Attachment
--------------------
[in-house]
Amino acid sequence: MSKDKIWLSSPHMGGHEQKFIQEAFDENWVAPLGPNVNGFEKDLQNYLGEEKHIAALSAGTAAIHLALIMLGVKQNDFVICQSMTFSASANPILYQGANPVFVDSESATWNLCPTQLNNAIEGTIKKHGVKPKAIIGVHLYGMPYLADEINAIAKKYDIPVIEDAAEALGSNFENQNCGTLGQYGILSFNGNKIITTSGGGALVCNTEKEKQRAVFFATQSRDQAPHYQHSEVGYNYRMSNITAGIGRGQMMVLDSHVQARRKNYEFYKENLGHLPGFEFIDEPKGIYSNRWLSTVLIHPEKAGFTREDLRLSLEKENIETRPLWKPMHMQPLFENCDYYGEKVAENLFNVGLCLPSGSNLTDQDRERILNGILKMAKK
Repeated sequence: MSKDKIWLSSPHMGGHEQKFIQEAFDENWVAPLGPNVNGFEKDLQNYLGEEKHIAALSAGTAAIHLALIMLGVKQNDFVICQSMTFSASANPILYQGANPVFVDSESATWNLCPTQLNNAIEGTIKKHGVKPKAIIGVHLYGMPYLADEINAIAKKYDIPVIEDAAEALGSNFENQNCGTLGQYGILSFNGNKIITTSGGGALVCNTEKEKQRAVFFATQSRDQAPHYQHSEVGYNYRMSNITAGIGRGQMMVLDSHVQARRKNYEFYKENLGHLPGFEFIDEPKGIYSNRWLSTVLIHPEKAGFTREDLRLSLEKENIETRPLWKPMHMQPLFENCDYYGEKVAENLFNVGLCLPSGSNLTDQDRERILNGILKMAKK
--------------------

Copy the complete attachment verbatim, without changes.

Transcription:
[in-house]
Amino acid sequence: MSKDKIWLSSPHMGGHEQKFIQEAFDENWVAPLGPNVNGFEKDLQNYLGEEKHIAALSAGTAAIHLALIMLGVKQNDFVICQSMTFSASANPILYQGANPVFVDSESATWNLCPTQLNNAIEGTIKKHGVKPKAIIGVHLYGMPYLADEINAIAKKYDIPVIEDAAEALGSNFENQNCGTLGQYGILSFNGNKIITTSGGGALVCNTEKEKQRAVFFATQSRDQAPHYQHSEVGYNYRMSNITAGIGRGQMMVLDSHVQARRKNYEFYKENLGHLPGFEFIDEPKGIYSNRWLSTVLIHPEKAGFTREDLRLSLEKENIETRPLWKPMHMQPLFENCDYYGEKVAENLFNVGLCLPSGSNLTDQDRERILNGILKMAKK
Repeated sequence: MSKDKIWLSSPHMGGHEQKFIQEAFDENWVAPLGPNVNGFEKDLQNYLGEEKHIAALSAGTAAIHLALIMLGVKQNDFVICQSMTFSASANPILYQGANPVFVDSESATWNLCPTQLNNAIEGTIKKHGVKPKAIIGVHLYGMPYLADEINAIAKKYDIPVIEDAAEALGSNFENQNCGTLGQYGILSFNGNKIITTSGGGALVCNTEKEKQRAVFFATQSRDQAPHYQHSEVGYNYRMSNITAGIGRGQMMVLDSHVQARRKNYEFYKENLGHLPGFEFIDEPKGIYSNRWLSTVLIHPEKAGFTREDLRLSLEKENIETRPLWKPMHMQPLFENCDYYGEKVAENLFNVGLCLPSGSNLTDQDRERILNGILKMAKK